Methodology/Principal Findings
In the present study, we investigate prediction of HLA class II (HLA-DRB1 and HLA-DQB1) alleles using SNPs in the Wolaita population, southern Ethiopia. The subjects comprised 297 Ethiopians with genome-wide SNP data, of whom 188 had also been HLA typed and were used for training and testing the model. The 109 subjects with SNP data alone were used for empirical prediction using the multi-allelic gene prediction method. We evaluated accuracy of the prediction, agreement between predicted and HLA typed alleles, and discriminative ability of the prediction probability supplied by the model. We found that the model predicted intermediate (two-digit) resolution for HLA-DRB1 and HLA-DQB1 alleles at accuracy levels of 96% and 87%, respectively. All measures of performance showed high accuracy and reliability for prediction. The distribution of the majority of HLA alleles in the study was similar to that previously reported for the Oromo and Amhara ethnic groups from Ethiopia.
Conclusions/Significance
We demonstrate that HLA class II alleles can be predicted from SNP genotype data with a high level of accuracy at intermediate (two-digit) resolution in an African population. This finding offers new opportunities for HLA studies of disease epidemiology and population genetics in developing countries.
doi:10.1371/journal.pone.0040206
PMCID: PMC3386230  PMID: 22761960
5.  Natural Variation in Immune Responses to Neonatal Mycobacterium bovis Bacillus Calmette-Guerin (BCG) Vaccination in a Cohort of Gambian Infants 
PLoS ONE  2008;3(10):e3485.
Background
There is a need for new vaccines for tuberculosis (TB) that protect against adult pulmonary disease in regions where BCG is not effective. However, BCG could remain integral to TB control programmes because neonatal BCG protects against disseminated forms of childhood TB and many new vaccines rely on BCG to prime immunity or are recombinant strains of BCG. Interferon-gamma (IFN-γ) is required for immunity to mycobacteria and used as a marker of immunity when new vaccines are tested. Although BCG is widely given to neonates IFN-γ responses to BCG in this age group are poorly described. Characterisation of IFN-γ responses to BCG is required for interpretation of vaccine immunogenicity study data where BCG is part of the vaccination strategy.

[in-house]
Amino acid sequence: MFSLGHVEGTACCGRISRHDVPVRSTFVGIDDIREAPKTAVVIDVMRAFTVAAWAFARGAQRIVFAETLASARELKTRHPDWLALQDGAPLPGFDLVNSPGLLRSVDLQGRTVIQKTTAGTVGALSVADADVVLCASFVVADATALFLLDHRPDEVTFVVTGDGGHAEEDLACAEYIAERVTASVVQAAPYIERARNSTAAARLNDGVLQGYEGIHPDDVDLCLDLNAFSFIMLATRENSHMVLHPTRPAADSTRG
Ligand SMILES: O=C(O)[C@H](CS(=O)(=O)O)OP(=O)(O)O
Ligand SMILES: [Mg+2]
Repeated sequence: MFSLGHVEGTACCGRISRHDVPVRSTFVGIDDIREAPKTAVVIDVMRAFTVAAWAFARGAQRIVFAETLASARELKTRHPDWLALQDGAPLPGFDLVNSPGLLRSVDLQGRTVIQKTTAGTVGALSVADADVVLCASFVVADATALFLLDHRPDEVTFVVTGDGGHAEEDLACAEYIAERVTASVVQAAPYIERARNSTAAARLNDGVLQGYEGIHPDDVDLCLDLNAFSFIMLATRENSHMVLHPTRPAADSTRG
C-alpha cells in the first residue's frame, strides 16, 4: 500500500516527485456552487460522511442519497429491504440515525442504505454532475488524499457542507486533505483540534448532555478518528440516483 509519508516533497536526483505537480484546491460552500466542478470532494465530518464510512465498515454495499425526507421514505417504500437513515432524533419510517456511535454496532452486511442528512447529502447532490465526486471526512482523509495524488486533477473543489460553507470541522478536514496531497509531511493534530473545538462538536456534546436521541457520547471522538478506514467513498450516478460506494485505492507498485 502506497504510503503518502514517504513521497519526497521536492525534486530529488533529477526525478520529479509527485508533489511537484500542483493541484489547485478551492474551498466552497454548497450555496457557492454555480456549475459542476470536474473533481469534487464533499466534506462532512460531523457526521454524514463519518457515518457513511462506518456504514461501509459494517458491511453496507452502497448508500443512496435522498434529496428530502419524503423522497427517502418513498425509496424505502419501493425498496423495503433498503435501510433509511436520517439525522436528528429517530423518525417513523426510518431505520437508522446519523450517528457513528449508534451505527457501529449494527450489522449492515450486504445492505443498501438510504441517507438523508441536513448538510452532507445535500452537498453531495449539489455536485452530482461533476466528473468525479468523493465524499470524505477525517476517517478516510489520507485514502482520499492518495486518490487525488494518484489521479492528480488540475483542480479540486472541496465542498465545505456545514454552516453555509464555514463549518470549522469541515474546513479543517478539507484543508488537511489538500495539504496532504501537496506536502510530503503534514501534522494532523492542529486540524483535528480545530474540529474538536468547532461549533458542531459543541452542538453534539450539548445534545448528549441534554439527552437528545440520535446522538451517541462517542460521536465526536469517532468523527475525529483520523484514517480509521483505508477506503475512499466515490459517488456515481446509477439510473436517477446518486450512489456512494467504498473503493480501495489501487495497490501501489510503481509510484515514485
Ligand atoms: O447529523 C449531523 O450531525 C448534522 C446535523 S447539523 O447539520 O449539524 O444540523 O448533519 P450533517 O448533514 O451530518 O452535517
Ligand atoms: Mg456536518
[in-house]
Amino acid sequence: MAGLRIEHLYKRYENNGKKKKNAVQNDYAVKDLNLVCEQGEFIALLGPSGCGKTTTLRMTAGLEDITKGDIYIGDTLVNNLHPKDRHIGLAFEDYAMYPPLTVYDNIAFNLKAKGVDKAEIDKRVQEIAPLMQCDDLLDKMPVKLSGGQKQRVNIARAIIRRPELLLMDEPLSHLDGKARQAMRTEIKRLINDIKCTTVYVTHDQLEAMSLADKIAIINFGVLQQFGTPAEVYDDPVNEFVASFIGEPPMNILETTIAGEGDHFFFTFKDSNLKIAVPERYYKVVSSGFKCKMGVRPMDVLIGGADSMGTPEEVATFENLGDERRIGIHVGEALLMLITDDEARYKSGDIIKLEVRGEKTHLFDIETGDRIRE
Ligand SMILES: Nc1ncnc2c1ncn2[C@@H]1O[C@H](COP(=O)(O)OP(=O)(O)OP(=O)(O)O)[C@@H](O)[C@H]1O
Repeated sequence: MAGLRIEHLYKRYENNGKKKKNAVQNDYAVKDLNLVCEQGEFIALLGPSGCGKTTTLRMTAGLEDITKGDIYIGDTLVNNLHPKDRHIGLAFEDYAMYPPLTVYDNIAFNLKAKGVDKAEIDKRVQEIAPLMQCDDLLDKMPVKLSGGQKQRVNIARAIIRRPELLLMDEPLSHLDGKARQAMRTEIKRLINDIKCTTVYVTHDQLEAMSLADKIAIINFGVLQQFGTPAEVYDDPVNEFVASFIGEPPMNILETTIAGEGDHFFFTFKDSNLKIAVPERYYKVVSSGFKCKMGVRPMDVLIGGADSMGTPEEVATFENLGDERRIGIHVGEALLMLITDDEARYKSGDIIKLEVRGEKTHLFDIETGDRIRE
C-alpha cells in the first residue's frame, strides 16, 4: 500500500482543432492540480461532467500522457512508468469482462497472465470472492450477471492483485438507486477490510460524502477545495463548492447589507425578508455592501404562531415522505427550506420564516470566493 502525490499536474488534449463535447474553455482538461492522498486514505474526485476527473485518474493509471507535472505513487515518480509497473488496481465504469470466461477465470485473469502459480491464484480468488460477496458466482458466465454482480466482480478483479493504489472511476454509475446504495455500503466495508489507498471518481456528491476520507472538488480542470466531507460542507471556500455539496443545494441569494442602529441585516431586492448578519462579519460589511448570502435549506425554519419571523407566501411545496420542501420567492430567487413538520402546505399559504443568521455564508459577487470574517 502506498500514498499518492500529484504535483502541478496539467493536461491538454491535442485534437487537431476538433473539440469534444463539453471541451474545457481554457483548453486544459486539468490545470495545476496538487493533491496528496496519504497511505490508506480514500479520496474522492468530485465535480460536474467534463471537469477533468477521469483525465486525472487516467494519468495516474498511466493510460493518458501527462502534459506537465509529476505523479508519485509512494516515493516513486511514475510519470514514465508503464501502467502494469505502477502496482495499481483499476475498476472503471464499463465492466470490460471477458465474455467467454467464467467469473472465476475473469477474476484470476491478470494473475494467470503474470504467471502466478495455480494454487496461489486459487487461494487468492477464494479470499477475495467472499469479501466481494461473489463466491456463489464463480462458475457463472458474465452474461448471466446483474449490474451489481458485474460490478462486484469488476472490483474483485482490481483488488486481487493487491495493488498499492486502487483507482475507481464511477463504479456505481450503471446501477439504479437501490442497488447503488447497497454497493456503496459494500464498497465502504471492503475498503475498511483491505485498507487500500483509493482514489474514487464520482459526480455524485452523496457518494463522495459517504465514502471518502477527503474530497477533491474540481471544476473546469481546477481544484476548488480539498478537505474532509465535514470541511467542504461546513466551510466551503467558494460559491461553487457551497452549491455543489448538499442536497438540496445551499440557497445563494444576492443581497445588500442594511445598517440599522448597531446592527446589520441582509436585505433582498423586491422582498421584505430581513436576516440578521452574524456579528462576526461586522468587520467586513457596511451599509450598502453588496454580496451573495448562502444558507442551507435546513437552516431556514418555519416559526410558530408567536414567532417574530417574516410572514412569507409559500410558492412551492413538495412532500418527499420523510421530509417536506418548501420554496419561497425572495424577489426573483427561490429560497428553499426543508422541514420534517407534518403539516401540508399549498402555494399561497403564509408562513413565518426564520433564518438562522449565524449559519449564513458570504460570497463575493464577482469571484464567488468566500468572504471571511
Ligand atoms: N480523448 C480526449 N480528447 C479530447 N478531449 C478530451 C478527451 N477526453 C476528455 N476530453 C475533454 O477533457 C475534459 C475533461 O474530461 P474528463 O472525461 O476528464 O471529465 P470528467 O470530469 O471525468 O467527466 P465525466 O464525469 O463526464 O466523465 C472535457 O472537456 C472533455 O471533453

Methodology/Principal Findings
236 healthy Gambian babies were vaccinated with M. bovis BCG at birth. IFN-γ, interleukin (IL)-5 and IL-13 responses to purified protein derivative (PPD), killed Mycobacterium tuberculosis (KMTB), M. tuberculosis short term culture filtrate (STCF) and M. bovis BCG antigen 85 complex (Ag85) were measured in a whole blood assay two months after vaccination. Cytokine responses varied up to 10 log-fold within this population. The majority of infants (89–98% depending on the antigen) made IFN-γ responses and there was significant correlation between IFN-γ responses to the different mycobacterial antigens (Spearman's coefficient ranged from 0.340 to 0.675, p = 10−6–10−22). IL-13 and IL-5 responses were generally low and there were more non-responders (33–75%) for these cytokines. Nonetheless, significant correlations were observed for IL-13 and IL-5 responses to different mycobacterial antigens
Conclusions/Significance
Cytokine responses to mycobacterial antigens in BCG-vaccinated infants are heterogeneous and there is significant inter-individual variation. Further studies in large populations of infants are required to identify the factors that determine variation in IFN-γ responses.
doi:10.1371/journal.pone.0003485
PMCID: PMC2567029  PMID: 18941532

Results 1-5 (5)